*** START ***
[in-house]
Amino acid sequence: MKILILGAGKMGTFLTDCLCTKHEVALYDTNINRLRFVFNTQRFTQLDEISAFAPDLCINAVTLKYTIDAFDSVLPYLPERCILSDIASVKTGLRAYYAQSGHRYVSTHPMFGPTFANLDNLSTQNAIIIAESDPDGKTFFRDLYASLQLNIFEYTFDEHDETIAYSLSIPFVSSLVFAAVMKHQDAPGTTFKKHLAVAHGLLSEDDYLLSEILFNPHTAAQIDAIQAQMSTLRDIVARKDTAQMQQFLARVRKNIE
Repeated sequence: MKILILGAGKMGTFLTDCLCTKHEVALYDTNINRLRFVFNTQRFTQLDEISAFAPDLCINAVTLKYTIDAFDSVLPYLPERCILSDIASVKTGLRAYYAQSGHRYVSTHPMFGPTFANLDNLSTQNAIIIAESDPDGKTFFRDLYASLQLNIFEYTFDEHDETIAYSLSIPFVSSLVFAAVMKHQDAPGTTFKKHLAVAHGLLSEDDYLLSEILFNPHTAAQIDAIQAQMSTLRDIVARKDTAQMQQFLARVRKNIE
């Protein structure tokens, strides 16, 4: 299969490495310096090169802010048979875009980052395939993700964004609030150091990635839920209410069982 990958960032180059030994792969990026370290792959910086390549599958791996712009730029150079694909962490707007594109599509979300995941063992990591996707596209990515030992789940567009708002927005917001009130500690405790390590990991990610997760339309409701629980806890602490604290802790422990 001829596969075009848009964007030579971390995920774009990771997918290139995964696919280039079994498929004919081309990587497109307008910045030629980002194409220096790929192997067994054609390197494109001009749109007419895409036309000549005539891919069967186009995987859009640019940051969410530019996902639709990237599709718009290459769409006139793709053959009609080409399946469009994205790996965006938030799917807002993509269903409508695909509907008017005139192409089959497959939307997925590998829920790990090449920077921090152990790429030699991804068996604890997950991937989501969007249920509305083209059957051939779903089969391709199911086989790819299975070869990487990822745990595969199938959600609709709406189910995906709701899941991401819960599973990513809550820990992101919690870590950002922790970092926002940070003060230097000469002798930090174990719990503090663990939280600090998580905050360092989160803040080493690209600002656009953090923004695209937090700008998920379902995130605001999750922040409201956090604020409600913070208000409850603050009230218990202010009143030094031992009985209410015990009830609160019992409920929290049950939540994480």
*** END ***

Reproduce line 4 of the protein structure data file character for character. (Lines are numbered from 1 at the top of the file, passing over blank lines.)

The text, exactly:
């Protein structure tokens, strides 16, 4: 299969490495310096090169802010048979875009980052395939993700964004609030150091990635839920209410069982 990958960032180059030994792969990026370290792959910086390549599958791996712009730029150079694909962490707007594109599509979300995941063992990591996707596209990515030992789940567009708002927005917001009130500690405790390590990991990610997760339309409701629980806890602490604290802790422990 001829596969075009848009964007030579971390995920774009990771997918290139995964696919280039079994498929004919081309990587497109307008910045030629980002194409220096790929192997067994054609390197494109001009749109007419895409036309000549005539891919069967186009995987859009640019940051969410530019996902639709990237599709718009290459769409006139793709053959009609080409399946469009994205790996965006938030799917807002993509269903409508695909509907008017005139192409089959497959939307997925590998829920790990090449920077921090152990790429030699991804068996604890997950991937989501969007249920509305083209059957051939779903089969391709199911086989790819299975070869990487990822745990595969199938959600609709709406189910995906709701899941991401819960599973990513809550820990992101919690870590950002922790970092926002940070003060230097000469002798930090174990719990503090663990939280600090998580905050360092989160803040080493690209600002656009953090923004695209937090700008998920379902995130605001999750922040409201956090604020409600913070208000409850603050009230218990202010009143030094031992009985209410015990009830609160019992409920929290049950939540994480």